MA plans get extra government payments if they enroll patients who are sicker than the average Medicare beneficiary.
This “risk adjustment” payment makes sense; sicker patients generally cost more to treat than healthier ones.
But this structure also creates perverse incentives for insurers to make their enrollees look sicker than they really are.
As reported recently in TheNew York Times, some insurers sift through old medical records of Medicare Advantage patients to look for conditions that those patients’ doctors either
failed to identify or chose not to treat.
For instance, by coding “anxiety” as “mood disorder,” an insurer can get paid more.
Experts estimate that this practice of “upcoding”—or reclassifying conditions and care with treatment codes linked to higher payments—adds $12 billion to $25 billion annually to MA’s cost.
Finally, Medicare overpays private plans through a flawed program in which the Centers for Medicare & Medicaid Services gives bonuses to plans based on the quality of care they provide.
This program might sound good in theory, but in practice it allows for what some have called “medical gerrymandering.”
As the Kaiser Family Foundationand others have documented, insurers lump together poor-performing plans with better-performing plans to “earn” the quality bonus payments for the entire
group, masking the performance of low-quality plans and maximizing the bonus money received.
Experts also have arguedthat many of the quality measures the government uses have little to do with improving patient outcomes.
Some progressive politicians have called for abolishing Medicare Advantage.
But with half of America’s seniors enrolled in the program, abolition is impractical. Seniors who prefer Medicare Advantage should have it as an option.
Importantly, from a policy perspective, traditional Medicare has serious flaws.
Its fee-for-service structure inherently encourages less preventive care and the ordering of more—and more expensive—tests, surgical procedures, and other treatments.
And it de-emphasizes managing patients’ care, resulting in fragmented services from multiple physicians, which is particularly challenging for patients with serious chronic conditions.
Fortunately, it is possible to lower Medicare Advantage’s costs in a way that also would help keep Medicare as a whole solvent for future generations.
To do this, first the Justice Department should investigate and criminally prosecute insurance executives and physicians who engage in systematic upcoding.
In recent years, eight of the 10 leading MA plans have been audited or faced lawsuits for overcharging.
(Some lawsuits have been settled, but others are ongoing, with the insurance companies disputing the allegations.)
Unfortunately, such civil prosecutions for return of money don’t often deter bad behavior; instead, they merely get factored into the cost of doing business.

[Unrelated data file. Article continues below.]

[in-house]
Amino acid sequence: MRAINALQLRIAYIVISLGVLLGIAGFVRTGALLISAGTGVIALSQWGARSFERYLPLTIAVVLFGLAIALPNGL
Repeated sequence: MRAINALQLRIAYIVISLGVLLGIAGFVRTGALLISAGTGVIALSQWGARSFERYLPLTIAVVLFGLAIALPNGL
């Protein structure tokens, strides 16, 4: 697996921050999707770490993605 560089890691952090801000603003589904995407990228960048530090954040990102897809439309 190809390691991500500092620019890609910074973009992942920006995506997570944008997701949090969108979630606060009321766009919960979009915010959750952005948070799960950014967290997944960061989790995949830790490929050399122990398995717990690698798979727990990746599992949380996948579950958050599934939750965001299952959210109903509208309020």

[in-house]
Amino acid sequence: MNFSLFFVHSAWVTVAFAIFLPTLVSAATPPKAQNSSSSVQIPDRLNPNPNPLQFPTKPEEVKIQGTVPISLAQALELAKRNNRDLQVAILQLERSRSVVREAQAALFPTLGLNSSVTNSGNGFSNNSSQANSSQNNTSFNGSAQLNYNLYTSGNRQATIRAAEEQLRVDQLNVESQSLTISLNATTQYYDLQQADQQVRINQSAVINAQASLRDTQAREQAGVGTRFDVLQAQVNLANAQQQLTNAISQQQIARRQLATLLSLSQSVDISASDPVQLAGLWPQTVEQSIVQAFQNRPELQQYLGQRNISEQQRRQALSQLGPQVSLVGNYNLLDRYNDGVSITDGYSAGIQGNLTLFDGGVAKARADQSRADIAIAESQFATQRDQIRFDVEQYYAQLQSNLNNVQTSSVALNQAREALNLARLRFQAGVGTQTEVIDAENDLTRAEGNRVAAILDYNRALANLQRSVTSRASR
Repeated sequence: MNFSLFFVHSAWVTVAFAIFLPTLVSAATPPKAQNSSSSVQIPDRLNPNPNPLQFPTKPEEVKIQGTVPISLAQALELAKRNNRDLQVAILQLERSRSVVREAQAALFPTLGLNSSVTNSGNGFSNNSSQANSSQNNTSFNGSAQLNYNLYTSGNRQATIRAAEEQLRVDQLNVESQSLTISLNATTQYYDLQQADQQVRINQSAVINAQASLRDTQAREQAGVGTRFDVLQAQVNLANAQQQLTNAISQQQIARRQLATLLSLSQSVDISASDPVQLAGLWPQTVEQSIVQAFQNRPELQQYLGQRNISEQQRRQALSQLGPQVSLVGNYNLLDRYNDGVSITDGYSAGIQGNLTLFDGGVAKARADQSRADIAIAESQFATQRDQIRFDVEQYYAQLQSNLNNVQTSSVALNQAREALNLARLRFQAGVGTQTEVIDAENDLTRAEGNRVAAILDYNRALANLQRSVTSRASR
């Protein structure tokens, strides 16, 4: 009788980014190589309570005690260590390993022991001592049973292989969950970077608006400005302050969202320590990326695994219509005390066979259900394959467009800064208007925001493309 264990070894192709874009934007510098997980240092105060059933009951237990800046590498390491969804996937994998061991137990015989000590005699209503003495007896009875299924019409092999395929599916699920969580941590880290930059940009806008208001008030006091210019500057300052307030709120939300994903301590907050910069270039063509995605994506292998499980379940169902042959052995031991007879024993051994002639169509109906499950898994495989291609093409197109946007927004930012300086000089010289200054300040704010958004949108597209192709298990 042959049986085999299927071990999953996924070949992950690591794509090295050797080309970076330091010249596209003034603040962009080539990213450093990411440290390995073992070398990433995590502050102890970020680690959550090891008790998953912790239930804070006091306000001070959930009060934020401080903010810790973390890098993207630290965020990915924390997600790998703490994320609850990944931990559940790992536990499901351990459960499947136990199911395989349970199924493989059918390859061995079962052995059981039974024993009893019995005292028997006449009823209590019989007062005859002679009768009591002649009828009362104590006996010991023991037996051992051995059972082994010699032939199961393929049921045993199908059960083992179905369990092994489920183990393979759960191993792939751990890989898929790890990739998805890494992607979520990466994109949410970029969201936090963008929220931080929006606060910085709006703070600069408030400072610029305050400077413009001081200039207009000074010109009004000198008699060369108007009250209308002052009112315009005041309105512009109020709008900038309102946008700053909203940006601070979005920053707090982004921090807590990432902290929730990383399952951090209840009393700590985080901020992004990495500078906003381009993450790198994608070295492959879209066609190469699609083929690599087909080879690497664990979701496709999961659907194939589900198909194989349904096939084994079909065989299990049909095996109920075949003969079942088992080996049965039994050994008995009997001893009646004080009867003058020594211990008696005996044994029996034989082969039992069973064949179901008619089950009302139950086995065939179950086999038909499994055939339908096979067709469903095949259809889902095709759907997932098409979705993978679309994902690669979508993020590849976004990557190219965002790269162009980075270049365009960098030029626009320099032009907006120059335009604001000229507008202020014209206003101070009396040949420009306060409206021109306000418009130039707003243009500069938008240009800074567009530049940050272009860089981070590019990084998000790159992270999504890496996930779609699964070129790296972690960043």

But putting a few insurance and hospital executives behind bars could make a difference.
Second, CMS needs to change its risk-adjustment method.
The formula Medicare uses was originally devised in 2004.
As is well known among health-policy experts, it is not terribly accurate and has built-in racial and geographic biases.
Machine-learning techniques could be used to calculate risk scores more accurately.
In addition, the system could incorporate more data that cannot be easily manipulated, such as what services patients actually receive, the drugs they take, and where they live.
With more accurate assessments, payments would come down, and insurers might decide that the extra money they otherwise could get isn’t worth the effort,
risk of prosecution, or adverse publicity.
(Full disclosure: I am engaged in a research project that has received philanthropic funding to explore the use of machine learning to improve the risk-adjustment system.)
A third solution to overpayment would be to jettison the benchmark system the government uses to determine MA payments.
For many years, policy experts have argued for straightforward competitive bidding—that is, letting insurers simply bid what premiums they will charge,
the way they do for employer-based health-care plans.
Such competitive bidding would lower premiums and government payments while reducing insurers’ profits.
Recent estimates suggest that using competitive bidding to set MA payments could save $230 billion over 10 years.
The problems with overpayment in Medicare Advantage by now are well known, and the solutions are straightforward.
Pursuing those solutions would ground Medicare in its initial purpose, as outlined by LBJ: providing seniors with high-quality, accessible care.
Ultimately, with the right reforms, seniors and taxpayers will save, Medicare’s finances will improve, and any fraudsters and thieves will lose.
…… so who’s going to be downsizing from their share of 23 billion per year? ……. w
…. is it warm? … is anyone warm? … Oh well …..